Insights

Business Exit Strategies for Baby Boomers


A key question posed by any business turnaround or profit improvement specialist, when they are asked to assist a business, is: “what is the exit strategy for the owners and directors?”

We’re astounded that some business owners don’t have a clear idea or strategy about what they should do, and when, to achieve their exit strategy.

That is, if they have an exit strategy at all.

We don’t all have extended retirement time frames – unlike Richard Branson, who said in an article in The Australian (30-31 July 2011) that he ‘has no plans to sell up and retire, and at this point never will’.

Some business owners think they will sell or retire. While they may have thought through the money side, they haven’t considered the physical and mental side of retirement.

If the business has been their ‘baby’, can and will they sell? And if junior members of the family are appointed, can the patriarch/matriarch of the family stop interfering in the business?

Here are 4 business exit strategies to consider:

  1. Sell the business
  2. Appoint family members as Directors
  3. Remain a Director and appoint an independent Chair and an experienced CEO
  4. The worst strategy of all – don’t think about it, and stay in the business until something happens. Be warned – eventually something does happen.

Recent BizExchange research indicated that the number of small businesses for sale has increased to a five year high.

So what can baby boomer business owners do?

Selling the business is a good strategy, if the business is profitable.

But what if the business isn’t profitable? In this situation, turnaround practitioners can help as we concentrate on returning the business to profits with an eye on the end time frame. It may not be a quick fix, but we do provide an independent view of the business and a list of options. We can also help to implement one of the exit strategies that the Director chooses.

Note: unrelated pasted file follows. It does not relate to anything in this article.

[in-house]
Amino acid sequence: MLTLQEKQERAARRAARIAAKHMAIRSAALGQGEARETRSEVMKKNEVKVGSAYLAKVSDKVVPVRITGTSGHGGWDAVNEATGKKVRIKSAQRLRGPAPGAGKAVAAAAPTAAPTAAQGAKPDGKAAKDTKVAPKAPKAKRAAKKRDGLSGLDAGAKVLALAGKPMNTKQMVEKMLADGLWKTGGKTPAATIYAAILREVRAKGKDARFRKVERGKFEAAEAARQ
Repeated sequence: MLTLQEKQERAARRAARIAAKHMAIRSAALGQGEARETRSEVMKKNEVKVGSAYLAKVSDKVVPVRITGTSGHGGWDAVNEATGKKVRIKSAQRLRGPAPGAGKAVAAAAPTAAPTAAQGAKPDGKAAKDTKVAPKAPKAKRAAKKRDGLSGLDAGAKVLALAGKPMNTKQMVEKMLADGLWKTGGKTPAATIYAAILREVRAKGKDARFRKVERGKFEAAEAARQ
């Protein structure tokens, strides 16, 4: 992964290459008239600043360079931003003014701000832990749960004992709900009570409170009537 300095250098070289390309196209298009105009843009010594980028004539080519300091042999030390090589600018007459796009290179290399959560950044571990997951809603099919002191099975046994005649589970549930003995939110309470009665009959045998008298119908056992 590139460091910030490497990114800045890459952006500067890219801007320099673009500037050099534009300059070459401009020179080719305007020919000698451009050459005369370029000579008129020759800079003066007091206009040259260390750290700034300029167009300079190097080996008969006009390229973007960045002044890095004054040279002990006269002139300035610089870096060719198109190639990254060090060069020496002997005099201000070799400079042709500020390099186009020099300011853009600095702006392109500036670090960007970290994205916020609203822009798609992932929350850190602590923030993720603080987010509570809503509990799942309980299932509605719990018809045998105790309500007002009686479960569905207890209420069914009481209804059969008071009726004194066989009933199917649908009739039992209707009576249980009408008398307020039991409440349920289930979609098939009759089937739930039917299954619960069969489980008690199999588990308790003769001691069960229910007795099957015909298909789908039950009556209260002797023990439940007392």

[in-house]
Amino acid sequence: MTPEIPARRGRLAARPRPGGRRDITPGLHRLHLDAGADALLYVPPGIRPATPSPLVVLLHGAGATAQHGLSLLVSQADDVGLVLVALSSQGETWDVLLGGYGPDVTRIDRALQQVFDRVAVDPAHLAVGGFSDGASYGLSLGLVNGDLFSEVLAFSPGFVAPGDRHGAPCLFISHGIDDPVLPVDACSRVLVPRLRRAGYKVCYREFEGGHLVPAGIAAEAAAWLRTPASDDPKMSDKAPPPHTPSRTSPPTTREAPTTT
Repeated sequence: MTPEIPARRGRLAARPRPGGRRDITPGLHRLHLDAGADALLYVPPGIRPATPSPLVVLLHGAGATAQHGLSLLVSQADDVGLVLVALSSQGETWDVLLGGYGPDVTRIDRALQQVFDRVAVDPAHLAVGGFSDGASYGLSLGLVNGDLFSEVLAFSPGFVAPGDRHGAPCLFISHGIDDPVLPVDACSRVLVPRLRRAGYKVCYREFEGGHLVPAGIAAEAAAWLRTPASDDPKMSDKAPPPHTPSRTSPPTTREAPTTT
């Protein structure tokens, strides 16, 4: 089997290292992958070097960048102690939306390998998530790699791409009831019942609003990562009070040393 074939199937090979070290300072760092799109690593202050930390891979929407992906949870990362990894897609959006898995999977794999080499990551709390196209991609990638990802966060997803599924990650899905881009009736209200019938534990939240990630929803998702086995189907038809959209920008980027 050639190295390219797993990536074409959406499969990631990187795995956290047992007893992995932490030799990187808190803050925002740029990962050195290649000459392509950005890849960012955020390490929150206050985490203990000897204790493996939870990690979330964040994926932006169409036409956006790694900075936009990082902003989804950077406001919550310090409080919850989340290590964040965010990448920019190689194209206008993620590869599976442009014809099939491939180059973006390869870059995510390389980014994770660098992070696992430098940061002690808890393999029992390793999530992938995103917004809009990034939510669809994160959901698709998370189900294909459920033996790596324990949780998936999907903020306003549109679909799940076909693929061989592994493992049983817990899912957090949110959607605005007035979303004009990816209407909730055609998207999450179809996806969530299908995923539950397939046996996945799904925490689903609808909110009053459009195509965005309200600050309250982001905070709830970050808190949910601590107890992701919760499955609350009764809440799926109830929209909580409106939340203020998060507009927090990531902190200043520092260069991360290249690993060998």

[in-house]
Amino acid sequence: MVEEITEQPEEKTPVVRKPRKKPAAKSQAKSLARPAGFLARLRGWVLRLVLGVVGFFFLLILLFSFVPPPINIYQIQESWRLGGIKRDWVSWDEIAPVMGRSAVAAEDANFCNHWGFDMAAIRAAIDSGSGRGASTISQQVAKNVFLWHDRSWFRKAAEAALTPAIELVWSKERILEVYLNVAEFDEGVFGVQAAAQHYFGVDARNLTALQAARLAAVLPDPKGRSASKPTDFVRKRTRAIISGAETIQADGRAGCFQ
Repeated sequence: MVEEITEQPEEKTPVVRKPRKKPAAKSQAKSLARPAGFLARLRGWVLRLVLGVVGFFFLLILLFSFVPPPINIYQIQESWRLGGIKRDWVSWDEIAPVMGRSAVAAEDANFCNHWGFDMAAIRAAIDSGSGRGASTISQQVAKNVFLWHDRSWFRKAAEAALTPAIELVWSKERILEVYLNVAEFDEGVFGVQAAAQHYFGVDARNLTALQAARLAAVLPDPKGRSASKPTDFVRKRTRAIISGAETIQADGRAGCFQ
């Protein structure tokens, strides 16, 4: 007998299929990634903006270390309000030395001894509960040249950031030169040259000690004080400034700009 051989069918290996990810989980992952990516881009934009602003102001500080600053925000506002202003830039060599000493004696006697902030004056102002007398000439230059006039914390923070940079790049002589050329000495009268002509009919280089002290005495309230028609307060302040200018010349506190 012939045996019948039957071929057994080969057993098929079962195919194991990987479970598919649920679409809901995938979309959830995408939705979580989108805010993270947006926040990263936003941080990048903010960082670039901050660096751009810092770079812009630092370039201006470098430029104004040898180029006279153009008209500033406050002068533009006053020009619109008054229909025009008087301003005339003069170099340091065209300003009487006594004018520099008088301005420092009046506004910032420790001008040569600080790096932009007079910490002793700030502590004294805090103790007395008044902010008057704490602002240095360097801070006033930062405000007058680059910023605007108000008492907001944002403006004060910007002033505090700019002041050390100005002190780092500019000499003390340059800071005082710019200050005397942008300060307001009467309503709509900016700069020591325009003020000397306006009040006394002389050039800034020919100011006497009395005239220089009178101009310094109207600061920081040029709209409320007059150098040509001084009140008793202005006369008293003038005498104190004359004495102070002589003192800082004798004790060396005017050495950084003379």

Reflecting on the Biz Exchange research and our experience in helping businesses that have lost their way, we are seeing a lot of business stress with clients and potential clients.

Key business stress indicators we see are:

  • Your business has been profitable in the past and has provided for you and your family, but the business is now making a loss.
  • The principal Director is between 55 and 65.
  • You’re tired of the pressure from working in the business for 10-15 years.
  • Your children have looked at what you do and don’t want to follow in your footsteps.
  • You’ve tried partners, managers and consultants but they don’t help.
  • You‘ve tried everything you know to stem the loss of sales, or other losses, but nothing seems to work.
  • The strategic plan is about working in the business, not on the business.
  • Your partner has built their own life while you’ve been wedded to the business.
  • Lastly, you believe your accountant has not helped.

One of the comments we invariably receive when we are consulted and appointed to assist clients is: “We wish we knew about you guys 12 months ago”.

In business, as in life, everything has a natural time limit. We do get tired, we do get disappointed, we do lose attention to detail, we do try everything we know to increase profit and we do attempt to obtain help. These are natural steps for a business owner whose company is distressed.

There are options, but to start the process the Director or a family member needs to make the hardest decision of all which is to pick up the phone and make the call.

Vantage Performance is a leader in sustainable business improvement, winning national recognition in 2008, 2009, 2010, 2011 and 2012.

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Michael Fingland

My philosophy is that there is always a way to solve a crisis, as long as you’re engaged early enough.

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Andrew Birch

I believe that clear strategies and organisational alignment are fundamental for long-term business viability.